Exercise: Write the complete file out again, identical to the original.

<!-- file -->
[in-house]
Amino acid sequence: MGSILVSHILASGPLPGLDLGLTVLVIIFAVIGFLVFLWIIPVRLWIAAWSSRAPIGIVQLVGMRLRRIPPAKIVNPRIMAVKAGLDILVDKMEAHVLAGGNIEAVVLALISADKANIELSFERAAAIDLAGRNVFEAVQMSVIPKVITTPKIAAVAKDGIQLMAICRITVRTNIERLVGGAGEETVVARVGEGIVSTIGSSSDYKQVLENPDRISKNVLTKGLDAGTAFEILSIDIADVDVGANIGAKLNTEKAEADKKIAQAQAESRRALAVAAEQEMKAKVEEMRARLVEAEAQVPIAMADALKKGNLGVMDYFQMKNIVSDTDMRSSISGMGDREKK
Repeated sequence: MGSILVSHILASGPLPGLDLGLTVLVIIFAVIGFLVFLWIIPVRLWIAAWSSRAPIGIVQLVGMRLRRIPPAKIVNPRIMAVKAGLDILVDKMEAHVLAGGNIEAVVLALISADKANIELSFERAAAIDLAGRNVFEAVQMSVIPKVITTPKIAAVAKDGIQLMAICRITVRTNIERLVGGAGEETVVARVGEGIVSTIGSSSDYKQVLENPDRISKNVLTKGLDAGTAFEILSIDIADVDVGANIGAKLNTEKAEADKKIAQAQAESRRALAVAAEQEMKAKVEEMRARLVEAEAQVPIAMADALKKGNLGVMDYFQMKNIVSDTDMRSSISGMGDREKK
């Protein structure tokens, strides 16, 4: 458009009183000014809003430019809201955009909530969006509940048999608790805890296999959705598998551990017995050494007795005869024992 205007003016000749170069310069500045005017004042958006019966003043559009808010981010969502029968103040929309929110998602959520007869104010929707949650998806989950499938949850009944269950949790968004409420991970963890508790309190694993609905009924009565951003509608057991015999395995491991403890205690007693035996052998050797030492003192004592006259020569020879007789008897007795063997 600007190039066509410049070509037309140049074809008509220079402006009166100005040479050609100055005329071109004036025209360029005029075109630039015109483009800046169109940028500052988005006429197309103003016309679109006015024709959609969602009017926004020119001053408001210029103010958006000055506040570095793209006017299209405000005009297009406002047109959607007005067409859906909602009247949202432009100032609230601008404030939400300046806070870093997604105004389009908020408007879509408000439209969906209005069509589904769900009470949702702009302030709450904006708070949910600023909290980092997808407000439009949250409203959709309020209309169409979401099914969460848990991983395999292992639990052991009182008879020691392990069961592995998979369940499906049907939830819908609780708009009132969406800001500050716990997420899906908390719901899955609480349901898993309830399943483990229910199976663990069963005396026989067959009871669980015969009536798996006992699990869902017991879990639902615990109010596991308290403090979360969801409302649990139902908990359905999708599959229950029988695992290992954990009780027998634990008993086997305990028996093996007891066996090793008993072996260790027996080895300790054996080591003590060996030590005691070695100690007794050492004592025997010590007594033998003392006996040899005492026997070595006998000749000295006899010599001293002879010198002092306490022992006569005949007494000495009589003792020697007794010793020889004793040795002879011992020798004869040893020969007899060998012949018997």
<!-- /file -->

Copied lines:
[in-house]
Amino acid sequence: MGSILVSHILASGPLPGLDLGLTVLVIIFAVIGFLVFLWIIPVRLWIAAWSSRAPIGIVQLVGMRLRRIPPAKIVNPRIMAVKAGLDILVDKMEAHVLAGGNIEAVVLALISADKANIELSFERAAAIDLAGRNVFEAVQMSVIPKVITTPKIAAVAKDGIQLMAICRITVRTNIERLVGGAGEETVVARVGEGIVSTIGSSSDYKQVLENPDRISKNVLTKGLDAGTAFEILSIDIADVDVGANIGAKLNTEKAEADKKIAQAQAESRRALAVAAEQEMKAKVEEMRARLVEAEAQVPIAMADALKKGNLGVMDYFQMKNIVSDTDMRSSISGMGDREKK
Repeated sequence: MGSILVSHILASGPLPGLDLGLTVLVIIFAVIGFLVFLWIIPVRLWIAAWSSRAPIGIVQLVGMRLRRIPPAKIVNPRIMAVKAGLDILVDKMEAHVLAGGNIEAVVLALISADKANIELSFERAAAIDLAGRNVFEAVQMSVIPKVITTPKIAAVAKDGIQLMAICRITVRTNIERLVGGAGEETVVARVGEGIVSTIGSSSDYKQVLENPDRISKNVLTKGLDAGTAFEILSIDIADVDVGANIGAKLNTEKAEADKKIAQAQAESRRALAVAAEQEMKAKVEEMRARLVEAEAQVPIAMADALKKGNLGVMDYFQMKNIVSDTDMRSSISGMGDREKK
């Protein structure tokens, strides 16, 4: 458009009183000014809003430019809201955009909530969006509940048999608790805890296999959705598998551990017995050494007795005869024992 205007003016000749170069310069500045005017004042958006019966003043559009808010981010969502029968103040929309929110998602959520007869104010929707949650998806989950499938949850009944269950949790968004409420991970963890508790309190694993609905009924009565951003509608057991015999395995491991403890205690007693035996052998050797030492003192004592006259020569020879007789008897007795063997 600007190039066509410049070509037309140049074809008509220079402006009166100005040479050609100055005329071109004036025209360029005029075109630039015109483009800046169109940028500052988005006429197309103003016309679109006015024709959609969602009017926004020119001053408001210029103010958006000055506040570095793209006017299209405000005009297009406002047109959607007005067409859906909602009247949202432009100032609230601008404030939400300046806070870093997604105004389009908020408007879509408000439209969906209005069509589904769900009470949702702009302030709450904006708070949910600023909290980092997808407000439009949250409203959709309020209309169409979401099914969460848990991983395999292992639990052991009182008879020691392990069961592995998979369940499906049907939830819908609780708009009132969406800001500050716990997420899906908390719901899955609480349901898993309830399943483990229910199976663990069963005396026989067959009871669980015969009536798996006992699990869902017991879990639902615990109010596991308290403090979360969801409302649990139902908990359905999708599959229950029988695992290992954990009780027998634990008993086997305990028996093996007891066996090793008993072996260790027996080895300790054996080591003590060996030590005691070695100690007794050492004592025997010590007594033998003392006996040899005492026997070595006998000749000295006899010599001293002879010198002092306490022992006569005949007494000495009589003792020697007794010793020889004793040795002879011992020798004869040893020969007899060998012949018997």